While a roly-poly kitten is undeniably cute, there's a difference between a chubby little kitten and one with a distended belly. Parasites, gas and gastrointestinal obstruction are all potential causes of fat bellies in kittens.
A nursing queen's milk is filled with vital nutrients to help her kittens grow. Unfortunately, sometimes her milk also contains roundworm larvae, which are passed on to nursing kittens. Signs of intestinal worms in a kitten include a swollen belly, diarrhea, weight loss, constipation, bloody stool and coughing. Occasionally a kitten will throw up worms, or you may see a hint of worms in your kitten's feces. Roundworm infection is particularly common in kittens and is easy to treat. Medication such as fenbendazole and pyrantel pamoate is effective at eradicating roundworms.
Flatulence or Swallowed Air
If you've ever suffered from a bout of gas, you know it can make you feel bloated and uncomfortable. Kittens can get gas, too, resulting in a round, distended belly. According to PetMD, most gas in cats comes from swallowed air. If she has a condition causing flatulence, your kitten may experience a drop in weight and appetite, as well as vomiting or diarrhea. The American Society for the Prevention of Cruelty to Animals states that 99 percent of gas is odorless, meaning if your kitten is suffering a gas attack, you may not smell the signs.
If your kitten experiences any of the symptoms of gas, or she indicates pain when you touch her belly, take her to the vet. Though most gas is harmless, occasionally it can indicate a more serious medical condition, such as dietary sensitivities, parasite infection or intestinal obstruction.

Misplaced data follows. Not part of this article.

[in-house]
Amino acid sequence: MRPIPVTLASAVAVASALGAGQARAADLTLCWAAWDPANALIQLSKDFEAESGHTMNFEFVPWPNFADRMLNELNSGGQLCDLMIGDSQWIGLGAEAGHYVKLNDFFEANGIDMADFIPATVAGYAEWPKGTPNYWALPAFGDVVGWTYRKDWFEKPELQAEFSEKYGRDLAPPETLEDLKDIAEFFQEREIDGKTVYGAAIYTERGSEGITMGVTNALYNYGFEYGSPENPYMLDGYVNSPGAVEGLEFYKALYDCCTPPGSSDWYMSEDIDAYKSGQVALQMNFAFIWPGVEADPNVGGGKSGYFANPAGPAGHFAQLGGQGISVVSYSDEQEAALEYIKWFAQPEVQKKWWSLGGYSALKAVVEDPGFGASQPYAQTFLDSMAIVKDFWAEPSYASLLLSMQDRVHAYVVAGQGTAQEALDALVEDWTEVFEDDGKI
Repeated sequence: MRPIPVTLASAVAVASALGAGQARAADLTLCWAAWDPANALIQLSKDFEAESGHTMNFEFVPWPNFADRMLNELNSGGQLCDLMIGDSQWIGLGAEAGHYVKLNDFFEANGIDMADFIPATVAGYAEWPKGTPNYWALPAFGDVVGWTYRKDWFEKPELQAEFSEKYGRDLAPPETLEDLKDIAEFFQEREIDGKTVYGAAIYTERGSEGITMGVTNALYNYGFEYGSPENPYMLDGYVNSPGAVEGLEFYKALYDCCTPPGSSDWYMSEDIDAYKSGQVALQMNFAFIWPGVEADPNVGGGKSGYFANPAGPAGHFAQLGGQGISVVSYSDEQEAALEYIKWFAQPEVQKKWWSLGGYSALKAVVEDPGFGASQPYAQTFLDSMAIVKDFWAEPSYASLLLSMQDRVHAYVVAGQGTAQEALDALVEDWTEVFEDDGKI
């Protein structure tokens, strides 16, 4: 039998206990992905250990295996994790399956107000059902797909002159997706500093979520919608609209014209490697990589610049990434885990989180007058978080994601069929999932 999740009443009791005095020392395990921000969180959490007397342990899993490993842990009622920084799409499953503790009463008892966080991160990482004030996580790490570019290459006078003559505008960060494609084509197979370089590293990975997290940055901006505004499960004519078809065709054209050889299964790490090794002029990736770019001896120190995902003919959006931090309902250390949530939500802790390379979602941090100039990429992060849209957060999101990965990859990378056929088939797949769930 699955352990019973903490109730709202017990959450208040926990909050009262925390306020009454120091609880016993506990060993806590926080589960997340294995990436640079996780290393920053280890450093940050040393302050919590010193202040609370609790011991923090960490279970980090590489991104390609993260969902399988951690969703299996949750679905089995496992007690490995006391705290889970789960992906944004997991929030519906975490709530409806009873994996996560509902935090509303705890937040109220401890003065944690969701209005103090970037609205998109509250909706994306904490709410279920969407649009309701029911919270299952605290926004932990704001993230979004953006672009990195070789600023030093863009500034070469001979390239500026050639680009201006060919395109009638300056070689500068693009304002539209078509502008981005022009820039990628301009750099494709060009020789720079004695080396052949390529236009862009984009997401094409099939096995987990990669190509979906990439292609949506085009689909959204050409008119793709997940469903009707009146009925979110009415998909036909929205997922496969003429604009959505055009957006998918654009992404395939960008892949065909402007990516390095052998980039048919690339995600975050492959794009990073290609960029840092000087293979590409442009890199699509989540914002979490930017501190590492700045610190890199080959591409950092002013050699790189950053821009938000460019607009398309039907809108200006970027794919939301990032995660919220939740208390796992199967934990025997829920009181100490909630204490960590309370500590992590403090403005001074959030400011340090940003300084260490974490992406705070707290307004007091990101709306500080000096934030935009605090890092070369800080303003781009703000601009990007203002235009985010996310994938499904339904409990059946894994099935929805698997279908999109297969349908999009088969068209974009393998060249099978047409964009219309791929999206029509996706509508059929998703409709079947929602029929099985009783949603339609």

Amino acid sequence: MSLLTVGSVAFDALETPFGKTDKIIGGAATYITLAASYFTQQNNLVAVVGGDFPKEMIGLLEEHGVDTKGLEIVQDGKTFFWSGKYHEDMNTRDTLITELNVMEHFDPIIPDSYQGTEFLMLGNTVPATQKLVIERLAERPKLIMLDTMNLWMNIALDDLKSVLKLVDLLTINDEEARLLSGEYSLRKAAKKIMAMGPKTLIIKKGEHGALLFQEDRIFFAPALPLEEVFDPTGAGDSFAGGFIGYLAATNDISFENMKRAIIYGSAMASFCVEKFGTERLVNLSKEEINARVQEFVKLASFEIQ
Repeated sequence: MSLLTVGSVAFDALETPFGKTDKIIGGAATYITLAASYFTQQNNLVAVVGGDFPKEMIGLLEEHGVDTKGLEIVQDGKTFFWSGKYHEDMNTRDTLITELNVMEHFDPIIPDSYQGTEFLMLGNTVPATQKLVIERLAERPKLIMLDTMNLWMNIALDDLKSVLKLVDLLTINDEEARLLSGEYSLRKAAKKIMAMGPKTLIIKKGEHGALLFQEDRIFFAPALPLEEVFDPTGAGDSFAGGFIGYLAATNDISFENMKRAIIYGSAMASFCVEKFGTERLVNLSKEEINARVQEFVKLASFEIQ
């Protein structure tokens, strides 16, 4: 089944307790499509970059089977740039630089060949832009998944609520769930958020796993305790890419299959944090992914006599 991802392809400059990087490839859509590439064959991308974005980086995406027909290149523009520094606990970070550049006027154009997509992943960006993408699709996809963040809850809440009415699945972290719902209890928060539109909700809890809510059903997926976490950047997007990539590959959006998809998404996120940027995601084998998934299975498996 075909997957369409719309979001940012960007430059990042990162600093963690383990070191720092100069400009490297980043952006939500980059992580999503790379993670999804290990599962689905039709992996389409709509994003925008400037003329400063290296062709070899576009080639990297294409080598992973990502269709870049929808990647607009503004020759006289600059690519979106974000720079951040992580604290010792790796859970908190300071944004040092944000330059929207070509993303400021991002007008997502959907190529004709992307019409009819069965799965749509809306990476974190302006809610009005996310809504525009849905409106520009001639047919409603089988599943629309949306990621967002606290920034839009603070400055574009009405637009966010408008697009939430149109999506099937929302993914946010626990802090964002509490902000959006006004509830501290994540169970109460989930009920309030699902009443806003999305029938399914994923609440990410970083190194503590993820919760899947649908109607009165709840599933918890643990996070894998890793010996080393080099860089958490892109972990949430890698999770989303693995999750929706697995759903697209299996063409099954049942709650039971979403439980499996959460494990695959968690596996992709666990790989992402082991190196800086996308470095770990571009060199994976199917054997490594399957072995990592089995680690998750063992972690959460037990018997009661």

Kittens are playful and often paw, claw and chew anything they can get their paws around which can result in a gastrointestinal obstruction, blocking the flow of ingested solids and liquids in a cat's stomach or intestines. A kitten who has swallowed something that's obstructing her intestinal tract often will vomit after eating. She may experience diarrhea, weakness, decreased appetite and weight loss -- all symptoms requiring veterinary attention. If the vet confirms an obstruction, usually with the help of an endoscopy, the kitten likely will need surgery to relieve the blockage.
When there's a kitten in the house, keep small items and strings, cords and rubber bands out of her grasp. Provide her with toys that are too large for her to swallow.
If your kitten's belly looks like it may be a little bit more than a little kitten jelly belly, you should take her to the vet to determine if she has parasites. A healthy kitten should have bright, clear eyes, free of discharge or tearing. Her ears should be clean, odor-free and have no signs of mites, which tend to look like coffee grounds. She should breathe easily, without any sneezing, wheezing or signs of labored breathing. Though you don't want a distended belly, she shouldn't be too thin and her coat should be clean and soft. A healthy kitten should move easily, with no difficulty walking or playing and should have a hardy appetite.